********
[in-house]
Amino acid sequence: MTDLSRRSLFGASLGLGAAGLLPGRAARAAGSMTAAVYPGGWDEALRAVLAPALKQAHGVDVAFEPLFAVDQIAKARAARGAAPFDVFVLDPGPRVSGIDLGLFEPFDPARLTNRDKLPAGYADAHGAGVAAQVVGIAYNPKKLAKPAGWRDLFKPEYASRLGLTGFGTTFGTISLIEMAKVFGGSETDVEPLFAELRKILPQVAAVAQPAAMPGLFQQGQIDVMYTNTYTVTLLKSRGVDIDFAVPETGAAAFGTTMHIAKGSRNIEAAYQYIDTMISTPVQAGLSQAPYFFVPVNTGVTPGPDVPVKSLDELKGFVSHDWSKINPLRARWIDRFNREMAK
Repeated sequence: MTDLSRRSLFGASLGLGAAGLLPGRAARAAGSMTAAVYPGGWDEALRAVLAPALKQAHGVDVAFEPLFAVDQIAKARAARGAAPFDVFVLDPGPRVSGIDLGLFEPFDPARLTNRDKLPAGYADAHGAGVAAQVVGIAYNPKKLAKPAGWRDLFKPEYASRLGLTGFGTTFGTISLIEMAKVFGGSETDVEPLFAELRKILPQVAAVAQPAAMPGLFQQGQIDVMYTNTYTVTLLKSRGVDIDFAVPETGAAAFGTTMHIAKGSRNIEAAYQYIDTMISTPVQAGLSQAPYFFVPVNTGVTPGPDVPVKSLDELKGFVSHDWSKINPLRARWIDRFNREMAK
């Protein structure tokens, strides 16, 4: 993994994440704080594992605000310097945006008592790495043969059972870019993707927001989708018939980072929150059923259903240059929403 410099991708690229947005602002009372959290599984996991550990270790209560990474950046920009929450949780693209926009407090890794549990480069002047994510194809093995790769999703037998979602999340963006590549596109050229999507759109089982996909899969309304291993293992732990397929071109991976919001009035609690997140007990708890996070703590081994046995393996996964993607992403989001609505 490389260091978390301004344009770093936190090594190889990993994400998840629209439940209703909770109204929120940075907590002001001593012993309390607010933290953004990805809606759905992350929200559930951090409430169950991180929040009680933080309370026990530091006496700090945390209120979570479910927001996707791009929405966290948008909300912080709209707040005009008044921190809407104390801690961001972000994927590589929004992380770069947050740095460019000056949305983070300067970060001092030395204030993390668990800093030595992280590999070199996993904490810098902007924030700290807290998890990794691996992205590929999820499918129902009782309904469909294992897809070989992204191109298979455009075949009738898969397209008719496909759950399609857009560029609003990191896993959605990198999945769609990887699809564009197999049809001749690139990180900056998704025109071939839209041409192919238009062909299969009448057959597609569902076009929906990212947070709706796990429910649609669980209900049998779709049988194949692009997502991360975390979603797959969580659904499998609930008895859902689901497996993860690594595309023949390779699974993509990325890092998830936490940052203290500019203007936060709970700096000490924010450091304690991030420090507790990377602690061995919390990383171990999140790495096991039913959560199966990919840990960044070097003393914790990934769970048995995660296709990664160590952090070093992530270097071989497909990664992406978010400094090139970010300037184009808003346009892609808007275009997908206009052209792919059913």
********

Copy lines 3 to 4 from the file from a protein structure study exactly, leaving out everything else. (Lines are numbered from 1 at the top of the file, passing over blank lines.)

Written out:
Repeated sequence: MTDLSRRSLFGASLGLGAAGLLPGRAARAAGSMTAAVYPGGWDEALRAVLAPALKQAHGVDVAFEPLFAVDQIAKARAARGAAPFDVFVLDPGPRVSGIDLGLFEPFDPARLTNRDKLPAGYADAHGAGVAAQVVGIAYNPKKLAKPAGWRDLFKPEYASRLGLTGFGTTFGTISLIEMAKVFGGSETDVEPLFAELRKILPQVAAVAQPAAMPGLFQQGQIDVMYTNTYTVTLLKSRGVDIDFAVPETGAAAFGTTMHIAKGSRNIEAAYQYIDTMISTPVQAGLSQAPYFFVPVNTGVTPGPDVPVKSLDELKGFVSHDWSKINPLRARWIDRFNREMAK
């Protein structure tokens, strides 16, 4: 993994994440704080594992605000310097945006008592790495043969059972870019993707927001989708018939980072929150059923259903240059929403 410099991708690229947005602002009372959290599984996991550990270790209560990474950046920009929450949780693209926009407090890794549990480069002047994510194809093995790769999703037998979602999340963006590549596109050229999507759109089982996909899969309304291993293992732990397929071109991976919001009035609690997140007990708890996070703590081994046995393996996964993607992403989001609505 490389260091978390301004344009770093936190090594190889990993994400998840629209439940209703909770109204929120940075907590002001001593012993309390607010933290953004990805809606759905992350929200559930951090409430169950991180929040009680933080309370026990530091006496700090945390209120979570479910927001996707791009929405966290948008909300912080709209707040005009008044921190809407104390801690961001972000994927590589929004992380770069947050740095460019000056949305983070300067970060001092030395204030993390668990800093030595992280590999070199996993904490810098902007924030700290807290998890990794691996992205590929999820499918129902009782309904469909294992897809070989992204191109298979455009075949009738898969397209008719496909759950399609857009560029609003990191896993959605990198999945769609990887699809564009197999049809001749690139990180900056998704025109071939839209041409192919238009062909299969009448057959597609569902076009929906990212947070709706796990429910649609669980209900049998779709049988194949692009997502991360975390979603797959969580659904499998609930008895859902689901497996993860690594595309023949390779699974993509990325890092998830936490940052203290500019203007936060709970700096000490924010450091304690991030420090507790990377602690061995919390990383171990999140790495096991039913959560199966990919840990960044070097003393914790990934769970048995995660296709990664160590952090070093992530270097071989497909990664992406978010400094090139970010300037184009808003346009892609808007275009997908206009052209792919059913």